WASHINGTON (CNN) -- Two days of high drama in a Washington courtroom ended late Thursday with a convicted hijacker expressing "sorrow from the depth of my heart," and an angry judge declaring, "I don't buy it," before he sentenced the defendant to 160 years in prison.

Amid sobs and applause from victims and relatives of those killed in the 1986 hijacking of Pan Am Flight 73 in Karachi, Pakistan, Zaid Hassan Abd Latif Safarini -- leader of an Abu Nidal terrorist band that stormed the plane and murdered 21 passengers -- received the maximum sentence.

U.S. District Court Judge Emmet Sullivan made no effort to conceal his empathy for the dozens of surviving Pan Am passengers and family members of victims who had traveled from around the world to confront the brutal killer who has haunted them for 18 years.

Sullivan said he was deeply moved by two days of heart-wrenching personal stories from survivors and relatives of victims whose lives and families had been wrecked by the bloody hostage-taking and massacre.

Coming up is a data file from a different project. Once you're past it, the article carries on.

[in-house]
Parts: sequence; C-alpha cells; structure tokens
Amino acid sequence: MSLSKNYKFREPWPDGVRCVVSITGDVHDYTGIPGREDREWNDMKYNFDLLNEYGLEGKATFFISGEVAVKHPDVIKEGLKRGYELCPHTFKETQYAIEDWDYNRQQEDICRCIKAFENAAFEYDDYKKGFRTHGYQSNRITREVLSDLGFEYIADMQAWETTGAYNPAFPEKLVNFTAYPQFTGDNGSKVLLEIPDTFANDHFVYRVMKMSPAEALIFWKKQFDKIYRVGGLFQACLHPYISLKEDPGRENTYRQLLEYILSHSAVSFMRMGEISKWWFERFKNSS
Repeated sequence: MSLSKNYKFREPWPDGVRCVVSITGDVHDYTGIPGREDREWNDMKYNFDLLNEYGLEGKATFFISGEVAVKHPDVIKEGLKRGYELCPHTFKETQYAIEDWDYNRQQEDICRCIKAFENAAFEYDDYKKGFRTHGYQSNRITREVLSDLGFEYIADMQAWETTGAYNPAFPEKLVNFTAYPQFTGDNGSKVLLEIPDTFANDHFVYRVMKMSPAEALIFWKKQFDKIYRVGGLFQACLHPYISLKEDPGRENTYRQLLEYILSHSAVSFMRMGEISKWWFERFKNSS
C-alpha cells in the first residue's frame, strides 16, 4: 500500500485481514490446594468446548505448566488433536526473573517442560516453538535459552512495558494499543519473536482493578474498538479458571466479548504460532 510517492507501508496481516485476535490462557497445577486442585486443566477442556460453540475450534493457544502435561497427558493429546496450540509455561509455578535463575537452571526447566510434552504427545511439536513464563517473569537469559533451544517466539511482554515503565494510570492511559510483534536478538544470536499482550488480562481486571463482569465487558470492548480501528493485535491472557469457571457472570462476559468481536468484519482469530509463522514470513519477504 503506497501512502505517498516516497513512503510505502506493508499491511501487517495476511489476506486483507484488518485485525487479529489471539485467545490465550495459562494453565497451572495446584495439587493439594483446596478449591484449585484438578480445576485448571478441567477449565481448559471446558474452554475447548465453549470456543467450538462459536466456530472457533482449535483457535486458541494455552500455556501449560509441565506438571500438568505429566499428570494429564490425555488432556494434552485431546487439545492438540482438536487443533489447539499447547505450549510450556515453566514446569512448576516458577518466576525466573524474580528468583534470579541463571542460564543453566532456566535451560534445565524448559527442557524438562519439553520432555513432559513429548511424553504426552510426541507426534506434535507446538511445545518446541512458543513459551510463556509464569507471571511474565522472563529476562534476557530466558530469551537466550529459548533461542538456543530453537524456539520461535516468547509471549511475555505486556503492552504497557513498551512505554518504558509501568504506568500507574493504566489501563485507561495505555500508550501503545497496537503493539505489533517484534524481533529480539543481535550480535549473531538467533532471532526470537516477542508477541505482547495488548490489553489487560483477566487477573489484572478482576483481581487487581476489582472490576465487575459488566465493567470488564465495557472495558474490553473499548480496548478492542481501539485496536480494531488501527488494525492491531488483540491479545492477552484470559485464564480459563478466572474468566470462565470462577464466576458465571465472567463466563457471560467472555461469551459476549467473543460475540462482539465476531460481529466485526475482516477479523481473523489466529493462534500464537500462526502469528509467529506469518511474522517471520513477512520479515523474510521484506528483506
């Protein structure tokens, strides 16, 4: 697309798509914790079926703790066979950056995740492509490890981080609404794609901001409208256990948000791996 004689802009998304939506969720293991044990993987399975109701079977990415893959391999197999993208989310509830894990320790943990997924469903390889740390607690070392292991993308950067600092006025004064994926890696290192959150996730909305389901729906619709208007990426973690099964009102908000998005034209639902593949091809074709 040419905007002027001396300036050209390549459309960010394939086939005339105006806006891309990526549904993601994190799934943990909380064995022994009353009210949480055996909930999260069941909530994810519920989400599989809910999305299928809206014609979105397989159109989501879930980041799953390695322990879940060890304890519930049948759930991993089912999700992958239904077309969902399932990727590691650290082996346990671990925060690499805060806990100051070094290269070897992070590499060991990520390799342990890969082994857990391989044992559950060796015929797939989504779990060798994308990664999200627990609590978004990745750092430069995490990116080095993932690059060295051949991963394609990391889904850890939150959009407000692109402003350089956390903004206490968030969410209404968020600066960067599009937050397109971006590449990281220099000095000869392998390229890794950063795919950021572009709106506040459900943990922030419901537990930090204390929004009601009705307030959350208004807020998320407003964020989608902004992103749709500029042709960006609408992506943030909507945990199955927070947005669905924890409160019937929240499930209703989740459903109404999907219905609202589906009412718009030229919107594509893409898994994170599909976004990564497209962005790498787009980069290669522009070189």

"You are a coward and cold-blooded murderer," the judge told Safarini as he sentenced him.

"This is better than you deserve," he said of the prison sentence.

Sullivan approved the plea agreement reached last December in which the United States agreed to drop its pursuit of the death penalty in exchange for a guilty plea, for which Safarini would receive three consecutive life sentences totaling 160 years, with virtually no chance of parole.

Adding an extra dose of punishment, Sullivan said he would recommend to the Bureau of Prisons that Safarini be sent to the "Super Max" federal penitentiary in Florence, Colorado, where he could spend the rest of his life in solitary confinement.